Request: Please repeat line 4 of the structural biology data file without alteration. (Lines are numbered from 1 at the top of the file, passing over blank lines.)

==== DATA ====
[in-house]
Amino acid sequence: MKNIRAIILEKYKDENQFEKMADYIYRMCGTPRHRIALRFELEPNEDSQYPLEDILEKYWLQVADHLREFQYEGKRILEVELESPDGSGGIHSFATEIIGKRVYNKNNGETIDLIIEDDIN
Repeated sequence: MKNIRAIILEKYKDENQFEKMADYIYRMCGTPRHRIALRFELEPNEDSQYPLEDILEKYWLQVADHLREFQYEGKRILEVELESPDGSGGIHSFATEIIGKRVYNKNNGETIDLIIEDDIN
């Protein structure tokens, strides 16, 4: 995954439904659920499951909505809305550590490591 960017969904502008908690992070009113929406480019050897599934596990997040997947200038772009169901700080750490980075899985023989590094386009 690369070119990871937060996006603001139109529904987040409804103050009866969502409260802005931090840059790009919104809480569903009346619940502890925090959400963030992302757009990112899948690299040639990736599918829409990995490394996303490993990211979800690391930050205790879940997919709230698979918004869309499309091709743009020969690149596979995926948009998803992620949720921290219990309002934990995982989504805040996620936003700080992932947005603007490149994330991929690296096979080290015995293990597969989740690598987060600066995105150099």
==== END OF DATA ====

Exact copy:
């Protein structure tokens, strides 16, 4: 995954439904659920499951909505809305550590490591 960017969904502008908690992070009113929406480019050897599934596990997040997947200038772009169901700080750490980075899985023989590094386009 690369070119990871937060996006603001139109529904987040409804103050009866969502409260802005931090840059790009919104809480569903009346619940502890925090959400963030992302757009990112899948690299040639990736599918829409990995490394996303490993990211979800690391930050205790879940997919709230698979918004869309499309091709743009020969690149596979995926948009998803992620949720921290219990309002934990995982989504805040996620936003700080992932947005603007490149994330991929690296096979080290015995293990597969989740690598987060600066995105150099």